Basket after basket full of flowers. Crate after crate full of berries. All of the goodness is hauled in from the garden, from the farmer's market and from around the farm to help produce flavorful and healthful herbal teas.
From late spring to the depths of summer, the harvest starts coming in. Fresh and flavorful Oregon strawberries, earthy antioxidant packed aronia berries, delicate and earthy blackberry leaves. What ever the botanical may be, its a mad rush to get the harvest in and preserved for the winter.
Our favorite way to preserve on the farm is to dehydrate the bounty. Not only does it make fabulous tea, but it's also a great way to put up food as well. With a few simple tips and tricks, dehydrating is also very easy to do.
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I don't know about you, but I have this fear of canning. I'm just sure the lid is going to blow its top when I'm not looking. Or that the kids will come into the kitchen and get burnt by touching the canner. And then there is just trying to be mom, answering questions in abundance while dealing with hot jars, hot lids, hot food.
Dehydrating not only is NOT all of that, but it also preserves more of the nutrients in the food. The food isn't cooked to death and most often is dehydrated at a temperature that leaves the food still considered raw.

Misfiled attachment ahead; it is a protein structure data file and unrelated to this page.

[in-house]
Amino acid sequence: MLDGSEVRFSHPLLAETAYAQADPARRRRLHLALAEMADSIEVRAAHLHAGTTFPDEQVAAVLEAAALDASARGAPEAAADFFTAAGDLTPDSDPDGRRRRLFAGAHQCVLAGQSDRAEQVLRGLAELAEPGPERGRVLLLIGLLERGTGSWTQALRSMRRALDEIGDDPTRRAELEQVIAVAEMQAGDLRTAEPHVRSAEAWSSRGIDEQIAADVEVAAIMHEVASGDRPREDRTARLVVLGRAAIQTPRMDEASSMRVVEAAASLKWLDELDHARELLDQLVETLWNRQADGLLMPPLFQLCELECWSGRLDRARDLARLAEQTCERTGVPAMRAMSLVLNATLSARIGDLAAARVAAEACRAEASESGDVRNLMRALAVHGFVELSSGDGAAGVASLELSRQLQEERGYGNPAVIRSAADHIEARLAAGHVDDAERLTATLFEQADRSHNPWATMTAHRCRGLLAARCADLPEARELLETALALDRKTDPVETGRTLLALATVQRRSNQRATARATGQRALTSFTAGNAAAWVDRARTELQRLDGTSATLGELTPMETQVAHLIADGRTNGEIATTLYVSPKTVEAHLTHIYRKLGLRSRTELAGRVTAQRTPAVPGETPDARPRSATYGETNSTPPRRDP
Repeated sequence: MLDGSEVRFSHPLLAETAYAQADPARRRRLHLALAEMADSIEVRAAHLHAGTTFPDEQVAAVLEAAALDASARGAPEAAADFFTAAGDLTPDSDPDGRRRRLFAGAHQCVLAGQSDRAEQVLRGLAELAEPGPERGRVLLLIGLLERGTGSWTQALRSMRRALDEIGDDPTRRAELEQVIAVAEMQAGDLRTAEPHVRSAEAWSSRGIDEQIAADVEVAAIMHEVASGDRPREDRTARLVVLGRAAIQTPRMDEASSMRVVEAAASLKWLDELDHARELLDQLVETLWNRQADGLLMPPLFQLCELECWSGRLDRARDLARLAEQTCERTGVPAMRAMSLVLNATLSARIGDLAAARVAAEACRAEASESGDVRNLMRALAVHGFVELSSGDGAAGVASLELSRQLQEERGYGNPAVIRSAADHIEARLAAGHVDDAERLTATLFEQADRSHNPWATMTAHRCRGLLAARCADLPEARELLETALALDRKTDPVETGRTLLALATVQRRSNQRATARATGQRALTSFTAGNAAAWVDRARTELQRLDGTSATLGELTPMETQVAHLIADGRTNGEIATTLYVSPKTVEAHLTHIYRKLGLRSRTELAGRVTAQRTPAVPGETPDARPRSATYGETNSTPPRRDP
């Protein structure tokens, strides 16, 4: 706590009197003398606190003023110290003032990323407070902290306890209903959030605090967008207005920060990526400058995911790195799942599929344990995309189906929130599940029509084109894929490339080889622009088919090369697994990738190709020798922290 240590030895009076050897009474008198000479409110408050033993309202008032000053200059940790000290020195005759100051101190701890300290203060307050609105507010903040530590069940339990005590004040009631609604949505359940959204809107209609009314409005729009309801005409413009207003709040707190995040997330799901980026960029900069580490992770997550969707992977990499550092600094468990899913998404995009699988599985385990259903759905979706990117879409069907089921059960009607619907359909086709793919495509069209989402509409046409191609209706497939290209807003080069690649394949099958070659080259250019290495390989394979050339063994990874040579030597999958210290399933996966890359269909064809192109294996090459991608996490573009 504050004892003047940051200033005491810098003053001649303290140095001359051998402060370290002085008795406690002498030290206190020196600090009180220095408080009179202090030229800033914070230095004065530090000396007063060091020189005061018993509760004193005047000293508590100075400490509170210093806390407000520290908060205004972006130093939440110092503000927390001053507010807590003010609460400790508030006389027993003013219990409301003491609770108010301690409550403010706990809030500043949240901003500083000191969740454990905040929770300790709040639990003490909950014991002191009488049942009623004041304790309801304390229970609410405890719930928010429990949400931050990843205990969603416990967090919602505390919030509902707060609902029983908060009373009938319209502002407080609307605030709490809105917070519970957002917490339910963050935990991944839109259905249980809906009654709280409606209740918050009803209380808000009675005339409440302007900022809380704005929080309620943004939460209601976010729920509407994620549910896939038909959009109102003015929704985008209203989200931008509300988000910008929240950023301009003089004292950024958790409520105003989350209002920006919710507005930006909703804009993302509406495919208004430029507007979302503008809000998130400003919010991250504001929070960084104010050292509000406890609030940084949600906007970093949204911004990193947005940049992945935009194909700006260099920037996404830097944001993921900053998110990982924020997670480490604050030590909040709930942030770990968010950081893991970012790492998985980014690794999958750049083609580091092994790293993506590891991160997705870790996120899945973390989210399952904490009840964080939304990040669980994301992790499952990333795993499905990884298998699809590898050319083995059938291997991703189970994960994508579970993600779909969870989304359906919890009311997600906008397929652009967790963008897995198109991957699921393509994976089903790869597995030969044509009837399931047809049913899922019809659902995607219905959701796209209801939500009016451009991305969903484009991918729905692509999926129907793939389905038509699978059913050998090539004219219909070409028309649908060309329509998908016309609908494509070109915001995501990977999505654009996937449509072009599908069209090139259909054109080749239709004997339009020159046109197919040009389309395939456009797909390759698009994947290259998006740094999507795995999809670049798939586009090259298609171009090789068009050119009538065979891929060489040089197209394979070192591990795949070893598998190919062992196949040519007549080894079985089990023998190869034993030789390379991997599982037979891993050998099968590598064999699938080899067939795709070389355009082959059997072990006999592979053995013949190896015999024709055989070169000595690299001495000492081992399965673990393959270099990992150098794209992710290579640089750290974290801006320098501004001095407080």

It's simple to do and it doesn't need to be babysat like a canner. The kids can help too, without me worrying much about them getting hurt. So long as they have proper knife skills.
When it comes to growing and blending your own herbal teas though, dehydrating is a must.
Below we are sharing how we go about dehydrating botanicals here on the farm using our electric dehydrators. We have a 5 tray Excalibur which we love and is perfect for home use. Along with that we have a 24 tray Cabela's dehydrator that is our work horse and very necessary to our loose leaf tea business. Recommendations for drying, temperatures and times are all based on the use of one of these dehydrators.
We dehydrate so many berries here on the farm. Oregon has quiet the abundance and so they are easy to come by fresh. They are a bit harder to come by dried without all of the junk though. Which is another reason that we dry so many on the farm. From strawberries, cranberries, aronia berries, to haskap and beyond.